New York artist Bill Durgin’s photographs reflect a fascination with the body as form. The complex figurations, undulating arrangements of flesh, as the body seems to collapse onto it self, image an almost abstracted figure lacking appendages and hair. The physical structure becomes not just a shell, but a moving sculpture of skin, muscle, fat, and bone.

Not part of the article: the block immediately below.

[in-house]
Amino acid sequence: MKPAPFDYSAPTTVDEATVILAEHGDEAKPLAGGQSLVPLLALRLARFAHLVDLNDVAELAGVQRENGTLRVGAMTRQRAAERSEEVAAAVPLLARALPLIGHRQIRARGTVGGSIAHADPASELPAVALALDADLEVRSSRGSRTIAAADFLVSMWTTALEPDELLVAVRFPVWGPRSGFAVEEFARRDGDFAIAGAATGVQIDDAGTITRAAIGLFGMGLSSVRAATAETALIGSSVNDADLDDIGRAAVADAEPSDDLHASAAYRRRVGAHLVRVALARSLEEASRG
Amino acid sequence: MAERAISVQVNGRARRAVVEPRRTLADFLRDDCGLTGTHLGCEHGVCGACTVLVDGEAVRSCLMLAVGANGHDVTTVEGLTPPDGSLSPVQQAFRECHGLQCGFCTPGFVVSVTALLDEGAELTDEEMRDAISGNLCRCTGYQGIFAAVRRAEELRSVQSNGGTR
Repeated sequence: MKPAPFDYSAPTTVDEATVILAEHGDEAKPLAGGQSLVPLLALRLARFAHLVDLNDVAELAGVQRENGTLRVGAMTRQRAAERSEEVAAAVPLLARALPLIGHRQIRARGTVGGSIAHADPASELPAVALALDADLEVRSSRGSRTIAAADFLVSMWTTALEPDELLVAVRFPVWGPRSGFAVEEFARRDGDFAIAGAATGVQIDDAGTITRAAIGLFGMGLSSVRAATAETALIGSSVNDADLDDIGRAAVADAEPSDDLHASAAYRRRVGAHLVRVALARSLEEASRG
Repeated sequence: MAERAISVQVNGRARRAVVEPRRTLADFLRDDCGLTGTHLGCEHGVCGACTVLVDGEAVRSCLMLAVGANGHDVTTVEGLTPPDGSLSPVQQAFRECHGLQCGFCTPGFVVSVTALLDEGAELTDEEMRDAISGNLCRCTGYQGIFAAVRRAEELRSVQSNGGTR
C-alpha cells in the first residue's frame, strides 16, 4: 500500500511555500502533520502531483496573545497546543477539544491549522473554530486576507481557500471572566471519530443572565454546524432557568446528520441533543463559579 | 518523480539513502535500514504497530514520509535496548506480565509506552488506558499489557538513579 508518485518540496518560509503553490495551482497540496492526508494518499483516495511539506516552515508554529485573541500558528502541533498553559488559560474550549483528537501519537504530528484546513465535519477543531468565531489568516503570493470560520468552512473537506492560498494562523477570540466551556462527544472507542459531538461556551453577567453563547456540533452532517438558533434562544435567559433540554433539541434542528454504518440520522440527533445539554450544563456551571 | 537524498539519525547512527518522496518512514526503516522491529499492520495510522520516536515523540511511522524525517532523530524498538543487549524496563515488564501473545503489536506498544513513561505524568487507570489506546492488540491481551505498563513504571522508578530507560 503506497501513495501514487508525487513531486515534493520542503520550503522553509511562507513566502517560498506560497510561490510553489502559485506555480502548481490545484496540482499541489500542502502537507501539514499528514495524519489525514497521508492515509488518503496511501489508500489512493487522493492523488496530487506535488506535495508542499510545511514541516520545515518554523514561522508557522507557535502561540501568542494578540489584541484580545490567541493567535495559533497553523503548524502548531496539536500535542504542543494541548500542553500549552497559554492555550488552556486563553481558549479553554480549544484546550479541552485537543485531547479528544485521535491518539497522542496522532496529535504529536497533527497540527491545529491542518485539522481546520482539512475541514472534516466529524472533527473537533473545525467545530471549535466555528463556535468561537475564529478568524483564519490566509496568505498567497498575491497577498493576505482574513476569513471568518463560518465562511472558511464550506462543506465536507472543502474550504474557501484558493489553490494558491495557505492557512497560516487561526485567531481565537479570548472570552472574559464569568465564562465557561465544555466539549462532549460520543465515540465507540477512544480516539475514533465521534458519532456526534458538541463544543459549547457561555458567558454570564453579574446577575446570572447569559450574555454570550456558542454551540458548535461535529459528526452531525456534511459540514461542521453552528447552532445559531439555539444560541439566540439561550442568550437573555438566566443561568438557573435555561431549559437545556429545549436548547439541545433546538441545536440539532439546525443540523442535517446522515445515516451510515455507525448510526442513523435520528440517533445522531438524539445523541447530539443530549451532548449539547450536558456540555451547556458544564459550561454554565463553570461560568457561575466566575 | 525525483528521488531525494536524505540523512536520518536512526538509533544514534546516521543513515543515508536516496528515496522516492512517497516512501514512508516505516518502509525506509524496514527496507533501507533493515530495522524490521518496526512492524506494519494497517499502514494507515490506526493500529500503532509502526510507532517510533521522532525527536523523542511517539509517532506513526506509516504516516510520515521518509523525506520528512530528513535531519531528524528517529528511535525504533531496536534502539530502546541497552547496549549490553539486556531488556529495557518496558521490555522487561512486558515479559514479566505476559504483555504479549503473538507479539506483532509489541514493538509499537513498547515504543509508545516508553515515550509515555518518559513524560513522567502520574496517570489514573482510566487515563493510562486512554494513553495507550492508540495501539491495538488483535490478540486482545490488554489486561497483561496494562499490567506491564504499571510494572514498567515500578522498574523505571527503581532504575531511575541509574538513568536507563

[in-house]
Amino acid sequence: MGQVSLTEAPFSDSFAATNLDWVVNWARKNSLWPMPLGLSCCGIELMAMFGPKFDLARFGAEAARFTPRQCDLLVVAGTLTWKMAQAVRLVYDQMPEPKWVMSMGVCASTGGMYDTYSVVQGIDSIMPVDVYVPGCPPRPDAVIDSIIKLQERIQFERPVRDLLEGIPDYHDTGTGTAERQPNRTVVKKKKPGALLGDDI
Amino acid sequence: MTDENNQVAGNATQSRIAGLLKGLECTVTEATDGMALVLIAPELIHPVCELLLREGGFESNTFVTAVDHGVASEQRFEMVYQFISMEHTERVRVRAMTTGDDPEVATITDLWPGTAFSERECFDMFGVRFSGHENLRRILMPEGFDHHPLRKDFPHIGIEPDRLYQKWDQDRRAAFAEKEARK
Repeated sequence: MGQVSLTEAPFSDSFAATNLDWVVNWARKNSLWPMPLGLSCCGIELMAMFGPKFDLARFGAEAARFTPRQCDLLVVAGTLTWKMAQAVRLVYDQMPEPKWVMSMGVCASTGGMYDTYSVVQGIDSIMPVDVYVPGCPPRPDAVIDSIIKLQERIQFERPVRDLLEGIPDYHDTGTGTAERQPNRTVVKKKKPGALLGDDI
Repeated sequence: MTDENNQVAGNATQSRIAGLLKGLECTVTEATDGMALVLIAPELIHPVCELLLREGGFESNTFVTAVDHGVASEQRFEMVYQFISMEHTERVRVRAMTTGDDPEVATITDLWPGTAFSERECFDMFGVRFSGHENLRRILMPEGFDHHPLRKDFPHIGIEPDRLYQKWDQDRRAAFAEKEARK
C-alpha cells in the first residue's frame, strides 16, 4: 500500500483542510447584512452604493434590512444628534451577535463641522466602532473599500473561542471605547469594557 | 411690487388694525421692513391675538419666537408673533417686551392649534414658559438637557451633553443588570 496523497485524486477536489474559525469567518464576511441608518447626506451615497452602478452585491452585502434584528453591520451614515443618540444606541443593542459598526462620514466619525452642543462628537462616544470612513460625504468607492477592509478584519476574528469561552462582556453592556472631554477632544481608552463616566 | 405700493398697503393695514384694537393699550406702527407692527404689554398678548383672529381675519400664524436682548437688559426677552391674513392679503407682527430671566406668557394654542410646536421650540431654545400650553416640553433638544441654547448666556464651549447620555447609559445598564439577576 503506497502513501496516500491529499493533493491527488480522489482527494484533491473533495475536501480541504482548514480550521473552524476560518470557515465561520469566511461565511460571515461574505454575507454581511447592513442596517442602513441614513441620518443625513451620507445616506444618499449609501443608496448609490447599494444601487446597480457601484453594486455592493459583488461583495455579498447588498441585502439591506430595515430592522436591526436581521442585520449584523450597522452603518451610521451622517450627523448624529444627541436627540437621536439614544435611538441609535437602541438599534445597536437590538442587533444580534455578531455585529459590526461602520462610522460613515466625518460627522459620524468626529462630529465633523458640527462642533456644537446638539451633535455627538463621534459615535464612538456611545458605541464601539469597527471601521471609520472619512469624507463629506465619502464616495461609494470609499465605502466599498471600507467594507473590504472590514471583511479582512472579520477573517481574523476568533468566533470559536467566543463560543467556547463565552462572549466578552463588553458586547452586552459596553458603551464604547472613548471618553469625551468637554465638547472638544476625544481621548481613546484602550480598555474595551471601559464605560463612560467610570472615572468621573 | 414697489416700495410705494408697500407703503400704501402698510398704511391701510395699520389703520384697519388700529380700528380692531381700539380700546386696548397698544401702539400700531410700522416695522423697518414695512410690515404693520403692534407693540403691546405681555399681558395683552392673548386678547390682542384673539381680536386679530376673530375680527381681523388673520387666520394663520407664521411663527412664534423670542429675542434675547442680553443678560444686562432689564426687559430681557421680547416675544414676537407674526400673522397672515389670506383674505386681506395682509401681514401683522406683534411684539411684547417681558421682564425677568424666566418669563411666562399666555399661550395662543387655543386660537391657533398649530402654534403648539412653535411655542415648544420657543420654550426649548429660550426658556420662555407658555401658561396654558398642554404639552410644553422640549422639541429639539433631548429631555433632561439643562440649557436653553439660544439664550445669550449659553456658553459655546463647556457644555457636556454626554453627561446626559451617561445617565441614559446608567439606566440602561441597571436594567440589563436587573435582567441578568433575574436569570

The gesture within each photograph is created through exploring his own physical limitations and collaborative improvisation with dancers and performers. Often Durgin will come up with a pose and demonstrate it and then ask the model to repeat or respond to it. Each pose transmogrifies the figure towards abstraction; exaggerating or diminishing the skeletal structure until it approaches an amorphic form. Durgin wants the bodies to be recognized as bodies, but also to be detached from common perceptions of the figure. Bound within each singular view, the uncanny figures convey the body as both abject and marvelous.